Role of EMRs shifting from data vessel to decision tool

October 1, 2013

A global Accenture study shows patients want access to EMRs so they can get more involved in their care

While the use of electronic medical records (EMRs) is rising, observers are examining the ultimate value and ideal use of health IT systems. A global study by Accenture recently found that U.S. physicians agree that health IT is beneficial, but cost remains a barrier to adoption.

As part of the American Recovery and Reinvestment Act of 2009, the federal government began offering financial assistance to providers that adopted health IT and put it to meaningful use. The Centers for Medicare and Medicaid Services has handed out $9.5 billion to Medicare providers and $6 billion to Medicaid providers in incentive payments as of July.

Kaveh Safavi JD, MD, managing director of Accenture’s North America health business, says use of health IT has increased 32% since 2012, even with the cost concerns. And the benefits are broad enough to justify the investment.

“It’s worth noting that the Meaningful Use mandates introduced an unintentional benefit for EMRs,” Dr. Safavi says. “The role of an EMR has shifted from a mere clinical repository to a platform for shared decision-making among patients and doctors. This matters because when consumers are part of the record-keeping process, it can increase their understanding of conditions, improve motivation and serve as a clear differentiator for clinical care.”

Providers have long been resistant to allowing patient access to medical records for a variety of reasons, including the risk of misunderstanding, which could cause undue anxiety for patients. Dr. Safavi says a Robert Wood Johnson Foundation study last year found that patients who were able to review open medical notes reported a better understanding of their health conditions, felt more in control of their care and improved their engagement.

“Currently, four out of five consumers-84%-believe they should have full access to their EMR, while only one-third-31%-of doctors share this belief,” he says.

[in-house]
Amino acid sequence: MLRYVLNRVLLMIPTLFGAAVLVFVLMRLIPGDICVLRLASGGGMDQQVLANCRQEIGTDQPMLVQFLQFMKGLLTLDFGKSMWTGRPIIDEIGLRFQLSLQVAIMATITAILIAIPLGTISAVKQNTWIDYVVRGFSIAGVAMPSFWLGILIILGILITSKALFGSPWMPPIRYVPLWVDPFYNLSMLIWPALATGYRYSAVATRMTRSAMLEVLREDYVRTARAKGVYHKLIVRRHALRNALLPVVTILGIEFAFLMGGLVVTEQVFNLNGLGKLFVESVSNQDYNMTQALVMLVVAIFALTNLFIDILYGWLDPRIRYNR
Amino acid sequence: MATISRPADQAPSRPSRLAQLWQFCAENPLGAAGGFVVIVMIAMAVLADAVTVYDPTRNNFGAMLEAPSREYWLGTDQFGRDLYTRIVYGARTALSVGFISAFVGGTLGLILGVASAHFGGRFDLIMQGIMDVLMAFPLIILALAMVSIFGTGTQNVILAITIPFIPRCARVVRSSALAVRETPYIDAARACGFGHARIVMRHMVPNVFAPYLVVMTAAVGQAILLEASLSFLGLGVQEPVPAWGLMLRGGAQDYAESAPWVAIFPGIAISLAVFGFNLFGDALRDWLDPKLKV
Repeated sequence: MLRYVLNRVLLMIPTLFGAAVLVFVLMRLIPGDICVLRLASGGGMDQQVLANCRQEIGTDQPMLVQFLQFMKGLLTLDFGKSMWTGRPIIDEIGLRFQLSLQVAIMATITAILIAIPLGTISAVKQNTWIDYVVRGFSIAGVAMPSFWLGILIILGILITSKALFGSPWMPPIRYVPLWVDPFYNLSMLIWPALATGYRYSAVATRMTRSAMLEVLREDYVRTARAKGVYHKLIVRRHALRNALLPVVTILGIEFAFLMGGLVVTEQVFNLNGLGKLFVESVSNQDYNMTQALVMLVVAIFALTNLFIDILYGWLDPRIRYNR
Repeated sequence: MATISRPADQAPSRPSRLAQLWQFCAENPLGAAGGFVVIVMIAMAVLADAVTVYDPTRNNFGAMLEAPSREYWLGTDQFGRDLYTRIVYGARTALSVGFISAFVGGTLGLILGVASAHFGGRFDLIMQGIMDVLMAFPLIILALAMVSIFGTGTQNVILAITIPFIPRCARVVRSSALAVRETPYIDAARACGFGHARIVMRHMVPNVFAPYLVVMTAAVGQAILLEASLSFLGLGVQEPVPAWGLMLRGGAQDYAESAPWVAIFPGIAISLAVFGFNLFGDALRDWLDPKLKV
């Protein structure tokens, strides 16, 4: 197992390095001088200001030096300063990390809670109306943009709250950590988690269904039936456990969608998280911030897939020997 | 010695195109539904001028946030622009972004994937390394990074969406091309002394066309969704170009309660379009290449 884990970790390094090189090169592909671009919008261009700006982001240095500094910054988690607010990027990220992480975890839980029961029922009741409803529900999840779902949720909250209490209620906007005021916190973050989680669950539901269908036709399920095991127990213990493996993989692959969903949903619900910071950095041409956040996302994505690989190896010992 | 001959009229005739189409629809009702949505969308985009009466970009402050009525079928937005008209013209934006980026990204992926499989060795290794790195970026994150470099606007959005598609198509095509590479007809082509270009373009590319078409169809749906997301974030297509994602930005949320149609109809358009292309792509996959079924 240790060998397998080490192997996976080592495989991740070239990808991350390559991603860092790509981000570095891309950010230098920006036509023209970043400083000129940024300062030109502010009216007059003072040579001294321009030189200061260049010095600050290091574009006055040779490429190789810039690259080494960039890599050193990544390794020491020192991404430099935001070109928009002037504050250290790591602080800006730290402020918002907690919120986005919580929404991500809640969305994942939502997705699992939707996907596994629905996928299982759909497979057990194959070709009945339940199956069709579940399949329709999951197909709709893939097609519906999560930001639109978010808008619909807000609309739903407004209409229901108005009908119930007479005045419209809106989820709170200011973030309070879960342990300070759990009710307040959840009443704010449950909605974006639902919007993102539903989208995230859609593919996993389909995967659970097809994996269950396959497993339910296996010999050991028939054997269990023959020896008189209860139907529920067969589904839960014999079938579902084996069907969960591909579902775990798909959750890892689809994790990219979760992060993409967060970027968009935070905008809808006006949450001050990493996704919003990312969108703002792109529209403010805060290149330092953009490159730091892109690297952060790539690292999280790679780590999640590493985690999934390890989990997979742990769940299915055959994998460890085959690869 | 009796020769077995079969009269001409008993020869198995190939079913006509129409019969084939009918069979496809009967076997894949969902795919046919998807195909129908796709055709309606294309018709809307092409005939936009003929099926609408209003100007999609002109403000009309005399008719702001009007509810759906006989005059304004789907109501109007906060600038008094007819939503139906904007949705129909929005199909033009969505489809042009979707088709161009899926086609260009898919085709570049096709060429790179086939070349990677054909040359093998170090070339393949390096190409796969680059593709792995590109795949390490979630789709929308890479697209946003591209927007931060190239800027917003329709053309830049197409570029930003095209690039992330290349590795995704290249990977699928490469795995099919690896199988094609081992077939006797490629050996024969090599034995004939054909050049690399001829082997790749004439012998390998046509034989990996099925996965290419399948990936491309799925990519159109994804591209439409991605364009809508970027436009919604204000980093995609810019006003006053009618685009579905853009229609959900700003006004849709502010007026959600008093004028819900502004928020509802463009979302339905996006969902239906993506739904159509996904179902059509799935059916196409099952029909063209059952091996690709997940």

Patients tend to have the most access to their physicians’ healthcare IT capabilities in Singapore, the United States and Spain, according to the Accenture study. For instance, the United States reports 43% of consumers are able to access their electronic medical records, 48% refill prescriptions electronically, and 36% email physicians. Providers in France were the least likely to offer any of these services to patients, ranging from 8% to 16%.

U.S. physicians increasingly use systems for patient-information recordkeeping, alerts and reminders. For example, 78% of respondents say they used health IT to enter patient notes in 2012, as opposed to just 58% in 2011. The trend for use of administrative e-tools, however, declined from 61% in 2011 to 55% in 2012.

Top benefits of health IT for physicians include reduced medical errors and improved diagnostic decisions. Fewer physicians believe health IT helps them see more patients or achieve better work-life balance, however.

The most surprising finding of the Accenture study was that 41% of U.S. consumers would be willing to switch doctors to gain access to their electronic medical records, according to Dr. Safavi.

“This finding suggests a latent demand that we expect will become more evident in the market as capabilities emerge to help support decisions and information management,” he says. “The reality is that consumers have the ability to self-manage many areas of their lives, and we expect that an EMR will soon have an integral role in patient engagement.”